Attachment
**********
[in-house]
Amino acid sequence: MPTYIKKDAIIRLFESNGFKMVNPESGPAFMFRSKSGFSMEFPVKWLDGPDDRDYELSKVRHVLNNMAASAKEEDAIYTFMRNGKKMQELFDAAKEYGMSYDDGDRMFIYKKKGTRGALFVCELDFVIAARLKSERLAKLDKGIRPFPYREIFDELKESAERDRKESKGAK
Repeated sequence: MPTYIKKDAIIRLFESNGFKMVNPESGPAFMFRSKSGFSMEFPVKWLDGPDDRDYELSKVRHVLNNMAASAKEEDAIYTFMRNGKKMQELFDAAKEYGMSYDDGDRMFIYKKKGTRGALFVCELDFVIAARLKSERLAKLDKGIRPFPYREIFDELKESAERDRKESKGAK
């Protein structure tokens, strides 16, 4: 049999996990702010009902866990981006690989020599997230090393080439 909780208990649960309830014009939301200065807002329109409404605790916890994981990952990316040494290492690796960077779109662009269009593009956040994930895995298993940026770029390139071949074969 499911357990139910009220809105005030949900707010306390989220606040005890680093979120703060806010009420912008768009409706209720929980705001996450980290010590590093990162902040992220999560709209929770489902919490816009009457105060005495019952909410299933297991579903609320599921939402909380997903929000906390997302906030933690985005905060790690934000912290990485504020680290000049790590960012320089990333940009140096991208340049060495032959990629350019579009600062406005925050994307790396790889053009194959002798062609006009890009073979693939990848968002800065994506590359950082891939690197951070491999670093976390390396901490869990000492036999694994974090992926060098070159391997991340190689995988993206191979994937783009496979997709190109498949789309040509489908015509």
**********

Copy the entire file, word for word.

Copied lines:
[in-house]
Amino acid sequence: MPTYIKKDAIIRLFESNGFKMVNPESGPAFMFRSKSGFSMEFPVKWLDGPDDRDYELSKVRHVLNNMAASAKEEDAIYTFMRNGKKMQELFDAAKEYGMSYDDGDRMFIYKKKGTRGALFVCELDFVIAARLKSERLAKLDKGIRPFPYREIFDELKESAERDRKESKGAK
Repeated sequence: MPTYIKKDAIIRLFESNGFKMVNPESGPAFMFRSKSGFSMEFPVKWLDGPDDRDYELSKVRHVLNNMAASAKEEDAIYTFMRNGKKMQELFDAAKEYGMSYDDGDRMFIYKKKGTRGALFVCELDFVIAARLKSERLAKLDKGIRPFPYREIFDELKESAERDRKESKGAK
């Protein structure tokens, strides 16, 4: 049999996990702010009902866990981006690989020599997230090393080439 909780208990649960309830014009939301200065807002329109409404605790916890994981990952990316040494290492690796960077779109662009269009593009956040994930895995298993940026770029390139071949074969 499911357990139910009220809105005030949900707010306390989220606040005890680093979120703060806010009420912008768009409706209720929980705001996450980290010590590093990162902040992220999560709209929770489902919490816009009457105060005495019952909410299933297991579903609320599921939402909380997903929000906390997302906030933690985005905060790690934000912290990485504020680290000049790590960012320089990333940009140096991208340049060495032959990629350019579009600062406005925050994307790396790889053009194959002798062609006009890009073979693939990848968002800065994506590359950082891939690197951070491999670093976390390396901490869990000492036999694994974090992926060098070159391997991340190689995988993206191979994937783009496979997709190109498949789309040509489908015509």